Recently, nanocrystalline titanium dioxide (TiO2) has been the subject of active research due to a number of unique properties of this compound [1-3]. TiO films have photosensitivity, chemical and mechanical strength, good optical properties. The special interest shown to titanium dioxide is due to its photocatalytic properties, which makes this material promising for solving many environmental problems, including the creation of highly efficient solar cells. In addition, titanium dioxide films, due to their good optical properties, can be used to create photonic devices and information optics.
Titanium dioxide is an effective photocatalyst for a number of chemical reactions [4-5]. Its photocatalytic properties are due to the formation of a number of radicals or paramagnetic centers (PCs) on the surface during illumination that are capable of entering secondary reactions. Nanostructured titanium dioxide in the structural form of anatase makes it possible to increase the yield of the photo-oxidation reaction by several orders of magnitude due to an increase in the specific surface area.
The large area of the specific surface area of titanium dioxide in the structural form of anatase makes it a promising material also for the creation of effective solar cells, since nanostructuring increases the absorbing capacity of the material. Now there are developments in which a network of nanoparticles was replaced by titanium dioxide monocrystals with pores of diameter about 10 nm. Solar photocells with a similar structure have a record conversion coefficient of light energy into electrical (7.4%) . In addition, since titanium dioxide is a porous material, dye molecules, for example rhodamine 6 G, can activate it. This allowed the development of solar cells of injection type , since the energy position of the conduction band of TiO2 is consistent with the excitation energy of many dyes. The prospect of improving the characteristics of devices based on titanium dioxide is associated with an increase in catalytic activity and expansion of its absorption spectrum.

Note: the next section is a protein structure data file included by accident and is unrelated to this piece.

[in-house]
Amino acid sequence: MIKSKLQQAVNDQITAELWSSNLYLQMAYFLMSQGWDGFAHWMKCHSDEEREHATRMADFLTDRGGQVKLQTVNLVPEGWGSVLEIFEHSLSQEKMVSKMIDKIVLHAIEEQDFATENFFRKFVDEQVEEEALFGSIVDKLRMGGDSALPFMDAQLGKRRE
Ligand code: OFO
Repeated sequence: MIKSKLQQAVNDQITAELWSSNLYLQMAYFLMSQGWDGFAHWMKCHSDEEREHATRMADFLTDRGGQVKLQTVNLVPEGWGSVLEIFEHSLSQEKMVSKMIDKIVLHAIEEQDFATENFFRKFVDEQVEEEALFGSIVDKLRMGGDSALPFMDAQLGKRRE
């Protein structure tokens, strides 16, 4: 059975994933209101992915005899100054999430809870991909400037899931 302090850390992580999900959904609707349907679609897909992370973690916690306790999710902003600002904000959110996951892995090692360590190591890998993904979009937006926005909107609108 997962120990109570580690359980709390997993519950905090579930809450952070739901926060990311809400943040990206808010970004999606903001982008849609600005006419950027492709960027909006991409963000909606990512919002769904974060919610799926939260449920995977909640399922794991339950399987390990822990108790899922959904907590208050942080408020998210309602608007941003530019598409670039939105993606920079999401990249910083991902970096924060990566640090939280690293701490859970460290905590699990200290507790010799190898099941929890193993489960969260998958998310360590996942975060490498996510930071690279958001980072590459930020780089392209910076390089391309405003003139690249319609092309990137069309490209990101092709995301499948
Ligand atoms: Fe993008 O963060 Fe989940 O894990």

Recently, new technologies have been actively developed for the synthesis of titanium dioxide, which allow obtaining samples with increased photoactivity, which is associated with an increase in the content of fine crystalline structure in the form of anatase in TiO films.
In order to expand the spectral absorption band and increase the absorption amplitude of the material, doping of titanium dioxide with metal nanoparticles is used to increase the photocatalytic activity . In addition, the introduction of such particles into the composite film leads to the appearance of qualitatively new physical properties [9-11].
The substance present in the nanoscale modification differs significantly in many characteristics from bulk materials. For example, gold nanoparticles exhibit ferromagnetic and catalytic properties, special optical properties, which consist in the appearance of absorption bands in the visible spectral region caused by resonant phenomena on plasmons. The intensity of resonance absorption and its spectral position depends on the volume of metal nanoparticles included in the dielectric matrix. As a matrix, titanium dioxide can be used. Such matrices can be used to increase the sensitivity of spectral methods for analyzing the composition of substances, to create various sensors and new metamaterials, to synthesize superlattices, including photonic crystals, etc. Of particular interest are the optical and nonlinear optical properties of such structures.
In the present work, the optical and structural properties of titanium dioxide films synthesized using a new method-the gel method  and the results of the study are compared with the results obtained for films prepared by sol-gel technology. The influence of the introduction of nanoparticles of various metals on the characteristics of gel-films of titanium dioxide has also been investigated.
2. Materials and methods
Formation of titanium dioxide films by gel method and modification of metal nanoparticles
To obtain titanium dioxide, the sol-gel method is most often used. It is known that titanium dioxide can exist in three modifications: amorphous, nanocrystalline (anatase) and rutile forms. Since for the above applications a large specific surface area is important, the most interesting is the highly structured modification - anatase. In practice, as a rule, a mixture of these crystalline modifications is obtained. The relative content of structural modifications depends on both the method of synthesis and the temperature regime of heat treatment.